The 106-person Office of Special Counsel has never conducted such a broad and high-profile inquiry in its history. One of its primary missions has been to enforce the Hatch Act, a law enacted in 1939 to preserve the integrity of the civil service.
Bloch said the new investigation grew from two narrower inquiries his staff had begun in recent weeks.
One involved the fired U.S. attorney from New Mexico, David C. Iglesias.
The other centered on a PowerPoint presentation that a Rove aide, J. Scott Jennings, made at the General Services Administration this year.
That presentation listed recent polls and the outlook for battleground House and Senate races in 2008. After the presentation, GSA Administrator Lorita Doan encouraged agency managers to "support our candidates," according to half a dozen witnesses. Doan said she could not recall making such comments.
The Los Angeles Times has learned that similar presentations were made by other White House staff members, including Rove, to other Cabinet agencies. During such presentations, employees said they got a not-so-subtle message about helping endangered Republicans.
White House spokesman Scott M. Stanzel said the Hatch Act did not prohibit providing informational briefings to government employees.
Responding to a letter of complaint to the White House from 25 Democratic senators, Stanzel said: "It is entirely appropriate for the president's staff to provide informational briefings to appointees throughout the federal government about the political landscape in which they implement the president's policies and priorities."
However, questions have emerged about the PowerPoint presentations, including whether Doan's comments crossed the line and whether the presentations violated rules limiting political activity on federal property.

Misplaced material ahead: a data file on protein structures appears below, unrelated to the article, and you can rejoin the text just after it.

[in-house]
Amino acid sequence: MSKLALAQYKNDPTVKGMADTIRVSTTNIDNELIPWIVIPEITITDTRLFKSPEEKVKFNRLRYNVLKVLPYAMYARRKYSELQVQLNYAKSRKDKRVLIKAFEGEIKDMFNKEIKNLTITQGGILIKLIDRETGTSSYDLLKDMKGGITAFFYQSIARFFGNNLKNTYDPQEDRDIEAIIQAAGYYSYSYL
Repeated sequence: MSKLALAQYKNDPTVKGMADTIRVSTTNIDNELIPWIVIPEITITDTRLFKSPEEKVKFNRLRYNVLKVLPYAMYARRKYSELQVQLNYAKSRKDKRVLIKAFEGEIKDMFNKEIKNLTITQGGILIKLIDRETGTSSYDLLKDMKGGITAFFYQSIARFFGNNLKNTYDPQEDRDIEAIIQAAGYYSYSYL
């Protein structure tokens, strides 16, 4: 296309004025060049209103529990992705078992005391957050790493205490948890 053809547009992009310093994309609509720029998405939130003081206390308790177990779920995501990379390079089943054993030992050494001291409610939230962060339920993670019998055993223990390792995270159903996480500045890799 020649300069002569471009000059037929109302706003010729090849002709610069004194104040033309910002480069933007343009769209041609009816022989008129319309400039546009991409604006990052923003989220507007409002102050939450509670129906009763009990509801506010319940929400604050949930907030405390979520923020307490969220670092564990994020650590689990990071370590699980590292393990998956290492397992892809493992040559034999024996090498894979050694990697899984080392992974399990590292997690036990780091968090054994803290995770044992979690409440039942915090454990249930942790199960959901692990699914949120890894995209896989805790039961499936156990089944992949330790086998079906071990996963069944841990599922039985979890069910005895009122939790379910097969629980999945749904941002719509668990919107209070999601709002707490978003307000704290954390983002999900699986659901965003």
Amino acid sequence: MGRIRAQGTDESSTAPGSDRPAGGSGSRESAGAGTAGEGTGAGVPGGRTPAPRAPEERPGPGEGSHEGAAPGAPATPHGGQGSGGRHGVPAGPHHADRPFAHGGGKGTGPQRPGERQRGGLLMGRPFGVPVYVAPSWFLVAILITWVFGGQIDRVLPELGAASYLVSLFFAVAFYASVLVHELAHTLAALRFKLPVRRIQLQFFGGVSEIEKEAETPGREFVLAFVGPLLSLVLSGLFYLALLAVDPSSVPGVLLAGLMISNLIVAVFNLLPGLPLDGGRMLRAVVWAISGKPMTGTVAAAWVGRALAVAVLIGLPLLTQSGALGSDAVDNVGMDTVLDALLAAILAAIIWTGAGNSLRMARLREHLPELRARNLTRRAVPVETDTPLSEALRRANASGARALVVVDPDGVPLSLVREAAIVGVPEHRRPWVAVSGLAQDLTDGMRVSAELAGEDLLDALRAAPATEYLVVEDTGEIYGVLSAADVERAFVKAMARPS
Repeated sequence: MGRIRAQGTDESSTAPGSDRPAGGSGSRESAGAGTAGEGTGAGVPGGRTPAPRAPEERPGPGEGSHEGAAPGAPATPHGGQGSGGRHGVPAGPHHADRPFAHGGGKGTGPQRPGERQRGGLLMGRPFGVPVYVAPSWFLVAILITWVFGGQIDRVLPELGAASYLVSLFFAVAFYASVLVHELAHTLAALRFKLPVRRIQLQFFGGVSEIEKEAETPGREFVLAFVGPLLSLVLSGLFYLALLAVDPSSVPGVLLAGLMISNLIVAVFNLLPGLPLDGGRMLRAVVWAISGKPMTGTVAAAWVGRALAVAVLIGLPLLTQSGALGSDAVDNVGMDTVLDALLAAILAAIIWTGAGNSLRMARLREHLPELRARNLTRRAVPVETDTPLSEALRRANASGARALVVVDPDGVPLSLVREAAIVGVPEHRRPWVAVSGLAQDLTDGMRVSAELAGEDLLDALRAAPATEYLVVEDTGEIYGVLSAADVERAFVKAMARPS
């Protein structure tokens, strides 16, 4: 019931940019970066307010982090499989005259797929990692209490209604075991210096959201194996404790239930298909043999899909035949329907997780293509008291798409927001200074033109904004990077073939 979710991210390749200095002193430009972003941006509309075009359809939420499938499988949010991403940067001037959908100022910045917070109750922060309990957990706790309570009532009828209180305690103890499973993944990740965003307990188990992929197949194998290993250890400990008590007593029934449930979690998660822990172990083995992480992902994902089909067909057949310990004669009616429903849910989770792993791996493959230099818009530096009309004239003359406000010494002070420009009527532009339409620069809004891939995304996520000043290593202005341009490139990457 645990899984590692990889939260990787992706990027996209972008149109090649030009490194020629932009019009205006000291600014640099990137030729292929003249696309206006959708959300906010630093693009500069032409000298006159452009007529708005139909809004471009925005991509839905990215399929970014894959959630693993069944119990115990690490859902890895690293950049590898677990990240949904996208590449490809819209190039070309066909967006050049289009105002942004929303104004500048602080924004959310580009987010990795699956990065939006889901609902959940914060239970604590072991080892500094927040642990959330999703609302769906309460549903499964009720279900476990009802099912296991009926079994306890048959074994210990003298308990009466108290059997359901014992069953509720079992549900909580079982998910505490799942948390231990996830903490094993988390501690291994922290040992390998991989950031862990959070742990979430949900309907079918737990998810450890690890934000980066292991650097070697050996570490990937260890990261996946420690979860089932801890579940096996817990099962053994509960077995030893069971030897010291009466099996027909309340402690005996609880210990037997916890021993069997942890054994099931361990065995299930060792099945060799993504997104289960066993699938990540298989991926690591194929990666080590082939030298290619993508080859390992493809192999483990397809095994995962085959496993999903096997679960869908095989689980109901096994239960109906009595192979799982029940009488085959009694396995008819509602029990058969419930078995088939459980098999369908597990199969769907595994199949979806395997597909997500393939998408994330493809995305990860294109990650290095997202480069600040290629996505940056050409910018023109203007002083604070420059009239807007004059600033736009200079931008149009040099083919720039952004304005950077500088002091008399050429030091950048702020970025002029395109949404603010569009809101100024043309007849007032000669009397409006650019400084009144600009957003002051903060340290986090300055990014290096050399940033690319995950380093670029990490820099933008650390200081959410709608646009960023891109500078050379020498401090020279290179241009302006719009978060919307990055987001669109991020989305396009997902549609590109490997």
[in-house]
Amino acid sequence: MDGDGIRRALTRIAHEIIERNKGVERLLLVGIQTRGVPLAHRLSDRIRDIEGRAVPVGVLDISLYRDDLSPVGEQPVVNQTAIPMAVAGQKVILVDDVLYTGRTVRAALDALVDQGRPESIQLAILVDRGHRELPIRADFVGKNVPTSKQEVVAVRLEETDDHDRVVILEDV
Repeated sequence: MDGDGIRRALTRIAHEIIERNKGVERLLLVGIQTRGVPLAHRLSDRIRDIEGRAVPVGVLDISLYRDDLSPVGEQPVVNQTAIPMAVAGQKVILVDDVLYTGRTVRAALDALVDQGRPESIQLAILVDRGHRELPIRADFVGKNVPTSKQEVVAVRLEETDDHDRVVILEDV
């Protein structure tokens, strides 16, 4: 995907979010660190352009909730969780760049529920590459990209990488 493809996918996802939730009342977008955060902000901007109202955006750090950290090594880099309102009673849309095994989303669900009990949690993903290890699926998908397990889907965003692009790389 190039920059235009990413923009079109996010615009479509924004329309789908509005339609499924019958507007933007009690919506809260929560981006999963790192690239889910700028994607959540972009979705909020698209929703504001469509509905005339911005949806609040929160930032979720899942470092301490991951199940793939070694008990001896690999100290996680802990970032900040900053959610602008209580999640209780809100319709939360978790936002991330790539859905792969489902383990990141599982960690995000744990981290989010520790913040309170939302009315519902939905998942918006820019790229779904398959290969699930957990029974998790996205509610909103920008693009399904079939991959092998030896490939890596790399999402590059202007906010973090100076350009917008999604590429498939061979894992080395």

Whether legal or not, the multiple presentations revealed how widely and systematically the White House sought to deliver its list of electoral priorities.
In the course of investigating the U.S. attorney matter and the PowerPoint presentations, Democratic congressional investigators discovered e-mails written by White House personnel using accounts maintained by the Republican National Committee.
For example, they discovered that Jennings, a special assistant to the president and deputy director of political affairs in the White House, was using an e-mail with the domain name of "gwb43.com" that the RNC maintained.
That domain name showed up in e-mail communications from Jennings about how to replace U.S. Atty. H.E. "Bud" Cummins III of Arkansas to make room for Timothy Griffin, a Rove protege, in such a way as to "alleviate pressure/implication that Tim forced Bud out."
Another Jennings e-mail using the RNC account requested that department officials meet with a former New Mexico campaign advisor who wanted to "discuss the U.S. Atty situation there."
The growing controversy inspired him to act, Bloch said.
"We are acting with dispatch and trying to deal with this because people are concerned about it ... and it is not a subject that should be left to endless speculation," he said.